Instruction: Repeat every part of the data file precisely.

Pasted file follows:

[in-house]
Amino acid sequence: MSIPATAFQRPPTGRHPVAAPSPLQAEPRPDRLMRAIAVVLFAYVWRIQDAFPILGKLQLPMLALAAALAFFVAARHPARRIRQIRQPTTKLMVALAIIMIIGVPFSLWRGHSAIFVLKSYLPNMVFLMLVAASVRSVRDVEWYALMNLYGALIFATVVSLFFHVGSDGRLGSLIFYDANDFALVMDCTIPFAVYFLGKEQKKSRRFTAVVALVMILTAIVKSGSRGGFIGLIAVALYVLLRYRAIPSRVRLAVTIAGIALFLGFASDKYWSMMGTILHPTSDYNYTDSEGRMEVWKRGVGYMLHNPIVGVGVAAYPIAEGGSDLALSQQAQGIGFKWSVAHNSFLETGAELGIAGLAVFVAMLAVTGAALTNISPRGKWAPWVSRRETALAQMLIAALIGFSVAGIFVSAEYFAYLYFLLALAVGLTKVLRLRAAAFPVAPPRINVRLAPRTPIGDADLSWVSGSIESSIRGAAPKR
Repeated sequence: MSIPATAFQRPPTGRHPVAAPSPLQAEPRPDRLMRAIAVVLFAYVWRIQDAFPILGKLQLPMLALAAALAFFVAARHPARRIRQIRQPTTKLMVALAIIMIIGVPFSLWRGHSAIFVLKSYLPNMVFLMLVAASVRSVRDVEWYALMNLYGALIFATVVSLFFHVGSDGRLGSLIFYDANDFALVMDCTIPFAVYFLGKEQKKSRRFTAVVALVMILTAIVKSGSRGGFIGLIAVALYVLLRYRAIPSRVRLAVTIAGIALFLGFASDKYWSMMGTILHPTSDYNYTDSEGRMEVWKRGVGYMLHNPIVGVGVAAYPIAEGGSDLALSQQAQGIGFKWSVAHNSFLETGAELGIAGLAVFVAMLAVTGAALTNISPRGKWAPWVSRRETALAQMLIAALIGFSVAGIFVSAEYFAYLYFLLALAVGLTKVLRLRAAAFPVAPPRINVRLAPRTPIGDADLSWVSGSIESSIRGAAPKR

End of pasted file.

[in-house]
Amino acid sequence: MSIPATAFQRPPTGRHPVAAPSPLQAEPRPDRLMRAIAVVLFAYVWRIQDAFPILGKLQLPMLALAAALAFFVAARHPARRIRQIRQPTTKLMVALAIIMIIGVPFSLWRGHSAIFVLKSYLPNMVFLMLVAASVRSVRDVEWYALMNLYGALIFATVVSLFFHVGSDGRLGSLIFYDANDFALVMDCTIPFAVYFLGKEQKKSRRFTAVVALVMILTAIVKSGSRGGFIGLIAVALYVLLRYRAIPSRVRLAVTIAGIALFLGFASDKYWSMMGTILHPTSDYNYTDSEGRMEVWKRGVGYMLHNPIVGVGVAAYPIAEGGSDLALSQQAQGIGFKWSVAHNSFLETGAELGIAGLAVFVAMLAVTGAALTNISPRGKWAPWVSRRETALAQMLIAALIGFSVAGIFVSAEYFAYLYFLLALAVGLTKVLRLRAAAFPVAPPRINVRLAPRTPIGDADLSWVSGSIESSIRGAAPKR
Repeated sequence: MSIPATAFQRPPTGRHPVAAPSPLQAEPRPDRLMRAIAVVLFAYVWRIQDAFPILGKLQLPMLALAAALAFFVAARHPARRIRQIRQPTTKLMVALAIIMIIGVPFSLWRGHSAIFVLKSYLPNMVFLMLVAASVRSVRDVEWYALMNLYGALIFATVVSLFFHVGSDGRLGSLIFYDANDFALVMDCTIPFAVYFLGKEQKKSRRFTAVVALVMILTAIVKSGSRGGFIGLIAVALYVLLRYRAIPSRVRLAVTIAGIALFLGFASDKYWSMMGTILHPTSDYNYTDSEGRMEVWKRGVGYMLHNPIVGVGVAAYPIAEGGSDLALSQQAQGIGFKWSVAHNSFLETGAELGIAGLAVFVAMLAVTGAALTNISPRGKWAPWVSRRETALAQMLIAALIGFSVAGIFVSAEYFAYLYFLLALAVGLTKVLRLRAAAFPVAPPRINVRLAPRTPIGDADLSWVSGSIESSIRGAAPKR